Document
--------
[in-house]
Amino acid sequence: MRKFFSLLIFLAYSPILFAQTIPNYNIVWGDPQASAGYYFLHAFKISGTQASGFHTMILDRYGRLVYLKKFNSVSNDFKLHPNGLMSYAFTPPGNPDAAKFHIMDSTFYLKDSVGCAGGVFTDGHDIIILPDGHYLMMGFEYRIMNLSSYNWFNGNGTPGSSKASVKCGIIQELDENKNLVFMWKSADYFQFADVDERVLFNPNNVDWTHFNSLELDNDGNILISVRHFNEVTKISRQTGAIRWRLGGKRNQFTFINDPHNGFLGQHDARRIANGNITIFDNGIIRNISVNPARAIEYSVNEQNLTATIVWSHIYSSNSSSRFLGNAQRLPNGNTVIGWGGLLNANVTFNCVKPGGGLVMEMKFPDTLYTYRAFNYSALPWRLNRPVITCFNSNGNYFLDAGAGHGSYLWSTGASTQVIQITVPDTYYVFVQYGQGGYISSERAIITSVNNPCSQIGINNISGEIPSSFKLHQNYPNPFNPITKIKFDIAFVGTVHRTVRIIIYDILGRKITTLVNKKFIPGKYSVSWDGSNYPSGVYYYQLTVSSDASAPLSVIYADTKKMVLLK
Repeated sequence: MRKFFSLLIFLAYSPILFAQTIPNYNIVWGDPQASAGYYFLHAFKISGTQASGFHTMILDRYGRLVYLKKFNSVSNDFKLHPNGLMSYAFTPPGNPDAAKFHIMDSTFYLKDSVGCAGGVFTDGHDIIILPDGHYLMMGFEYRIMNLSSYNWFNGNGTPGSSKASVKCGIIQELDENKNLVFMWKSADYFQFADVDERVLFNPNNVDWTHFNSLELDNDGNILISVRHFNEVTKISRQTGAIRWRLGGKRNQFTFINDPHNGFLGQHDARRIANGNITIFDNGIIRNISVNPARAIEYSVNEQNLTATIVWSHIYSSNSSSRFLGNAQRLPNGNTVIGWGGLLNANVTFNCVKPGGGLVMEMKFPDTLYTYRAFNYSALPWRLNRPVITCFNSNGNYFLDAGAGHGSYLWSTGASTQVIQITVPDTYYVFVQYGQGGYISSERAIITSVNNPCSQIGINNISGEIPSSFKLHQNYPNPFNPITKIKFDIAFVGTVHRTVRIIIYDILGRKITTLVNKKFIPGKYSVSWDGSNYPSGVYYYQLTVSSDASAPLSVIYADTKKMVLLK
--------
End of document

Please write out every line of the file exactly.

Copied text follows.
[in-house]
Amino acid sequence: MRKFFSLLIFLAYSPILFAQTIPNYNIVWGDPQASAGYYFLHAFKISGTQASGFHTMILDRYGRLVYLKKFNSVSNDFKLHPNGLMSYAFTPPGNPDAAKFHIMDSTFYLKDSVGCAGGVFTDGHDIIILPDGHYLMMGFEYRIMNLSSYNWFNGNGTPGSSKASVKCGIIQELDENKNLVFMWKSADYFQFADVDERVLFNPNNVDWTHFNSLELDNDGNILISVRHFNEVTKISRQTGAIRWRLGGKRNQFTFINDPHNGFLGQHDARRIANGNITIFDNGIIRNISVNPARAIEYSVNEQNLTATIVWSHIYSSNSSSRFLGNAQRLPNGNTVIGWGGLLNANVTFNCVKPGGGLVMEMKFPDTLYTYRAFNYSALPWRLNRPVITCFNSNGNYFLDAGAGHGSYLWSTGASTQVIQITVPDTYYVFVQYGQGGYISSERAIITSVNNPCSQIGINNISGEIPSSFKLHQNYPNPFNPITKIKFDIAFVGTVHRTVRIIIYDILGRKITTLVNKKFIPGKYSVSWDGSNYPSGVYYYQLTVSSDASAPLSVIYADTKKMVLLK
Repeated sequence: MRKFFSLLIFLAYSPILFAQTIPNYNIVWGDPQASAGYYFLHAFKISGTQASGFHTMILDRYGRLVYLKKFNSVSNDFKLHPNGLMSYAFTPPGNPDAAKFHIMDSTFYLKDSVGCAGGVFTDGHDIIILPDGHYLMMGFEYRIMNLSSYNWFNGNGTPGSSKASVKCGIIQELDENKNLVFMWKSADYFQFADVDERVLFNPNNVDWTHFNSLELDNDGNILISVRHFNEVTKISRQTGAIRWRLGGKRNQFTFINDPHNGFLGQHDARRIANGNITIFDNGIIRNISVNPARAIEYSVNEQNLTATIVWSHIYSSNSSSRFLGNAQRLPNGNTVIGWGGLLNANVTFNCVKPGGGLVMEMKFPDTLYTYRAFNYSALPWRLNRPVITCFNSNGNYFLDAGAGHGSYLWSTGASTQVIQITVPDTYYVFVQYGQGGYISSERAIITSVNNPCSQIGINNISGEIPSSFKLHQNYPNPFNPITKIKFDIAFVGTVHRTVRIIIYDILGRKITTLVNKKFIPGKYSVSWDGSNYPSGVYYYQLTVSSDASAPLSVIYADTKKMVLLK